Lee says that MBS has focused its past publicity efforts on magazines for bikers, surfers, skateboarders and snowboarders. Most inventors have difficulty getting advertising to pay off because they have to advertise to a broad market to reach a group of prospects. For example, an inventor of a product for keeping gutters clear will advertise in home and garden magazines, where only 5 to 10 percent of the readers may be interested. That's not a problem with MBS. At least 50 percent of the readers of these magazines will be interested in a new extreme sport.
Lee and McConnell had a clearly defined target group, which allowed them to target retailers and other businesses that catered to the same group. That group also shared several other important characteristics that improved MBS' chances of success. First of all, they were easy to identify-through the products they bought, the events they attended and the magazines they read. But perhaps more important was this group's overwhelming desire to participate in extreme sports-every retailer in the market was ready to feed that need as the group had proved its purchasing power through the sales of snowboards, surfboards and skateboards. Retailers wanted MBS' products because they knew the sales potential if the market adopted them. Put these factors together, and you have ideal conditions for an inventor's success-conditions that Lee and McConnell took advantage of.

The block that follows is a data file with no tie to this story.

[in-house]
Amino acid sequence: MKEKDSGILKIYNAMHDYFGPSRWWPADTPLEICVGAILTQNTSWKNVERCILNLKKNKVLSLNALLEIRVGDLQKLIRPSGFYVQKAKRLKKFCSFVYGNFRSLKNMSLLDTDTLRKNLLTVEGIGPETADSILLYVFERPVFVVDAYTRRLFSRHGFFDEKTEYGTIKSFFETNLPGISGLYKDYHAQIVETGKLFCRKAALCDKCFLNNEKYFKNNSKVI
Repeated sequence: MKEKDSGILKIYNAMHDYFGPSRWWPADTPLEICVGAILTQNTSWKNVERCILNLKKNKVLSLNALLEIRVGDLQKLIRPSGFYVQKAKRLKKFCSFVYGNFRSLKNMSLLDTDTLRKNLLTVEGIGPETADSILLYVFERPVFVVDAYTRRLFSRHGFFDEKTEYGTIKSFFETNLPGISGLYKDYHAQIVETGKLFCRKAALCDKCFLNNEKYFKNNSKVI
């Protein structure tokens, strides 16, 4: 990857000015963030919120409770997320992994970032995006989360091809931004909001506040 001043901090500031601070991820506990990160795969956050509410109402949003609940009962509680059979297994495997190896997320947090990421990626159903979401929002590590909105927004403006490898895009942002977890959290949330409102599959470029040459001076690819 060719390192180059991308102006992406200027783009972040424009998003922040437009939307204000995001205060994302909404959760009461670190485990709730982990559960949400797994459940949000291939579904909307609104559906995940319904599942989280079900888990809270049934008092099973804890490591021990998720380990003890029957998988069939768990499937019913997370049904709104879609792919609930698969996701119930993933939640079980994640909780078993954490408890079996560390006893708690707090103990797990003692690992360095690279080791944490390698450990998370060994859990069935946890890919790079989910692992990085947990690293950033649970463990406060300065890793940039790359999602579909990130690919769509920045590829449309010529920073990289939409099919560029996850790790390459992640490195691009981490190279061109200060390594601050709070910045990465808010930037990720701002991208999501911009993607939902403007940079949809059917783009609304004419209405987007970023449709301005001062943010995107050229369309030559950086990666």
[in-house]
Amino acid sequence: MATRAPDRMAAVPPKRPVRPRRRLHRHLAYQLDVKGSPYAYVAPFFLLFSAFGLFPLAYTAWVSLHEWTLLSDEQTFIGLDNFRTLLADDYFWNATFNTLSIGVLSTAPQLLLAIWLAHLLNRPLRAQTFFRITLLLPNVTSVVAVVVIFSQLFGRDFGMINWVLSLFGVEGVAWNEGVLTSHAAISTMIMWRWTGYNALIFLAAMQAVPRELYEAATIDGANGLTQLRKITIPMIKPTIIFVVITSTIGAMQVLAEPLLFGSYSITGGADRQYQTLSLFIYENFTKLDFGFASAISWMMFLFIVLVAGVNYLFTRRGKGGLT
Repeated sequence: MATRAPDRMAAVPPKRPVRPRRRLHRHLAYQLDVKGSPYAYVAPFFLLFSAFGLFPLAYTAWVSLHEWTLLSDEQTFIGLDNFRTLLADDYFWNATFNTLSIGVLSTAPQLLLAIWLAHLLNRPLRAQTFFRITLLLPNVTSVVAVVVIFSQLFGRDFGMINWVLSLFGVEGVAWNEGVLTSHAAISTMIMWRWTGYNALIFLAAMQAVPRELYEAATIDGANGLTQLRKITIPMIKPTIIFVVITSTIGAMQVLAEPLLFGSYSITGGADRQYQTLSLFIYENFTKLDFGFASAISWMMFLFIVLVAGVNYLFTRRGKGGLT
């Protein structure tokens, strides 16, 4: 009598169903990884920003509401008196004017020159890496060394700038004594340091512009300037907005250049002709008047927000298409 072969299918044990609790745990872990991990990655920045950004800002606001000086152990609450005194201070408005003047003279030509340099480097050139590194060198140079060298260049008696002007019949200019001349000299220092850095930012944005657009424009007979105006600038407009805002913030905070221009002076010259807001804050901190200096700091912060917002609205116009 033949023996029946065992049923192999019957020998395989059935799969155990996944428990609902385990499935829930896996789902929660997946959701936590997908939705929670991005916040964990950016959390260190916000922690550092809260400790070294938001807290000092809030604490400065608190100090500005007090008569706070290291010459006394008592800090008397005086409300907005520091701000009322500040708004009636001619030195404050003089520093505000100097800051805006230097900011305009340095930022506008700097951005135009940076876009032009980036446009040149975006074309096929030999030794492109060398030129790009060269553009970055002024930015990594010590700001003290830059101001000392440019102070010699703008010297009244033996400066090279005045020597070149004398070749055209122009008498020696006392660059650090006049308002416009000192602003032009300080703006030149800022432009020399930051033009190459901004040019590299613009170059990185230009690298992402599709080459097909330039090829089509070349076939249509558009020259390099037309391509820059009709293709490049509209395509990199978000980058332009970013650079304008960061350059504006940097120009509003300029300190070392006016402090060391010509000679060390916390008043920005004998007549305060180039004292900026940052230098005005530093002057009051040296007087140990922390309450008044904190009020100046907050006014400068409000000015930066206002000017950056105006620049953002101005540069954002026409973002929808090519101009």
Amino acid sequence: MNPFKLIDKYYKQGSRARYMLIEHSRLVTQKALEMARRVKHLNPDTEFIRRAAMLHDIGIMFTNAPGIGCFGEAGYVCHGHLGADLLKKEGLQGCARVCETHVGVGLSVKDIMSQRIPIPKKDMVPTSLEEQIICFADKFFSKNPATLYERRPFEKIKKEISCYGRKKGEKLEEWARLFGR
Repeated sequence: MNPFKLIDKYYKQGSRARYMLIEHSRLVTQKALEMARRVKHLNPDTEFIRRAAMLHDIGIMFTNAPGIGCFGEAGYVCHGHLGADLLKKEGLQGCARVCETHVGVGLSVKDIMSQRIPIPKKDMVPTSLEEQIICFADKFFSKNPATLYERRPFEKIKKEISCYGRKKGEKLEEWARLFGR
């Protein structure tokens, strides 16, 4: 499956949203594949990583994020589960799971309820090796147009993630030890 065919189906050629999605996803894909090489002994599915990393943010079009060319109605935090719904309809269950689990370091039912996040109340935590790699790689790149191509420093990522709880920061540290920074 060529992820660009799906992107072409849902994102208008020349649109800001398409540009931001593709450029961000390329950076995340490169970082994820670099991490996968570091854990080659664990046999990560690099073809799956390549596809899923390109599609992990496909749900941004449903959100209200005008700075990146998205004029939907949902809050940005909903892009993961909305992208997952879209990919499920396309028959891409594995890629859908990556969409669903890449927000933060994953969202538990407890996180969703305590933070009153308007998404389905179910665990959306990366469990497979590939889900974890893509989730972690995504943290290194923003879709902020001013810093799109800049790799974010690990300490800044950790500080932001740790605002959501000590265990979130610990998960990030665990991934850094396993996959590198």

Steal The Shows
Lee and McConnell found specialty retailers willing to give their product a try-not all inventors are so lucky. One way to build retailer support is to attend consumer shows such as ski demonstrations, sportsmen shows, home and garden shows, bridal shows or any event that includes your target audience. Approach your potential retail customers before the show, and tell them you'll pass out fliers and other information about their stores at the show as long as they stock your product. Retailers are usually willing to do this if they feel the inventor will create a demand for it. Inventors may lose a percentage of their profits if the sale goes through a retailer, but they'll be better off in the long run establishing that their product is a winner on retailers' shelves. Trade show directories at your local library will often list consumer shows, or you can go to any of these Web sites: www.tsnn.com, www.scheduleearth.com and www.entrepreneur.com.
Don Debelak is a new-business marketing consultant who has been introducing new products for more than 20 years. He is the author of Bringing Your Product to Market (John Wiley & Sons, $19.95, 800-225-5945).